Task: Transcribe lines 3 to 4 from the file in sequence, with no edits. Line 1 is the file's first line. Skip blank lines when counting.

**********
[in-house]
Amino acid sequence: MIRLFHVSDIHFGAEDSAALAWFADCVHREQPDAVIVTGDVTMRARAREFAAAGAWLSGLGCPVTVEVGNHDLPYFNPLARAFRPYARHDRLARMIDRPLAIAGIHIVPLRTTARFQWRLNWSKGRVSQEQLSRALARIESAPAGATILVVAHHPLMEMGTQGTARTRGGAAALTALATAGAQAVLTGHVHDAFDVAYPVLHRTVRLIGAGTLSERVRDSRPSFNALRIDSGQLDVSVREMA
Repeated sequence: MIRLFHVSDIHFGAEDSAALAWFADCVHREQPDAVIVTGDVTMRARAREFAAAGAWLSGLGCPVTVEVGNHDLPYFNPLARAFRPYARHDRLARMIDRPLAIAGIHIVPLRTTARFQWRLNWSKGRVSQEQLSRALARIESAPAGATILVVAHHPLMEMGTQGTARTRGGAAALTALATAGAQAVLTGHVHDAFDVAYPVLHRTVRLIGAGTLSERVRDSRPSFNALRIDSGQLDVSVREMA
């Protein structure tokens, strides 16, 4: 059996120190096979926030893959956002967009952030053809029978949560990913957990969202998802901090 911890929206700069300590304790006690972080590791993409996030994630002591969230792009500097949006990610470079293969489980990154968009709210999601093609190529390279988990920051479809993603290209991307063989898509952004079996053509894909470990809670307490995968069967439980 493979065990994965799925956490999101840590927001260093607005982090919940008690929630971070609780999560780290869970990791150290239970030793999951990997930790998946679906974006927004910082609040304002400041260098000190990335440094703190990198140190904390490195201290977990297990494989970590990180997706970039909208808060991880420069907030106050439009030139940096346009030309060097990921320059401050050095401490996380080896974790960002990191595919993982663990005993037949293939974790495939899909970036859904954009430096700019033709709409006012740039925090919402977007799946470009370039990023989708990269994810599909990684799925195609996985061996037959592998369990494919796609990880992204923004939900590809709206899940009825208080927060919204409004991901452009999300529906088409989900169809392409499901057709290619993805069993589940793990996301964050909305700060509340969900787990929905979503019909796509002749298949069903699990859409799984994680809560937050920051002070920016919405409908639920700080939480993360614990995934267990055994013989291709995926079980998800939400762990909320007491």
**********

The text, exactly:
Repeated sequence: MIRLFHVSDIHFGAEDSAALAWFADCVHREQPDAVIVTGDVTMRARAREFAAAGAWLSGLGCPVTVEVGNHDLPYFNPLARAFRPYARHDRLARMIDRPLAIAGIHIVPLRTTARFQWRLNWSKGRVSQEQLSRALARIESAPAGATILVVAHHPLMEMGTQGTARTRGGAAALTALATAGAQAVLTGHVHDAFDVAYPVLHRTVRLIGAGTLSERVRDSRPSFNALRIDSGQLDVSVREMA
């Protein structure tokens, strides 16, 4: 059996120190096979926030893959956002967009952030053809029978949560990913957990969202998802901090 911890929206700069300590304790006690972080590791993409996030994630002591969230792009500097949006990610470079293969489980990154968009709210999601093609190529390279988990920051479809993603290209991307063989898509952004079996053509894909470990809670307490995968069967439980 493979065990994965799925956490999101840590927001260093607005982090919940008690929630971070609780999560780290869970990791150290239970030793999951990997930790998946679906974006927004910082609040304002400041260098000190990335440094703190990198140190904390490195201290977990297990494989970590990180997706970039909208808060991880420069907030106050439009030139940096346009030309060097990921320059401050050095401490996380080896974790960002990191595919993982663990005993037949293939974790495939899909970036859904954009430096700019033709709409006012740039925090919402977007799946470009370039990023989708990269994810599909990684799925195609996985061996037959592998369990494919796609990880992204923004939900590809709206899940009825208080927060919204409004991901452009999300529906088409989900169809392409499901057709290619993805069993589940793990996301964050909305700060509340969900787990929905979503019909796509002749298949069903699990859409799984994680809560937050920051002070920016919405409908639920700080939480993360614990995934267990055994013989291709995926079980998800939400762990909320007491």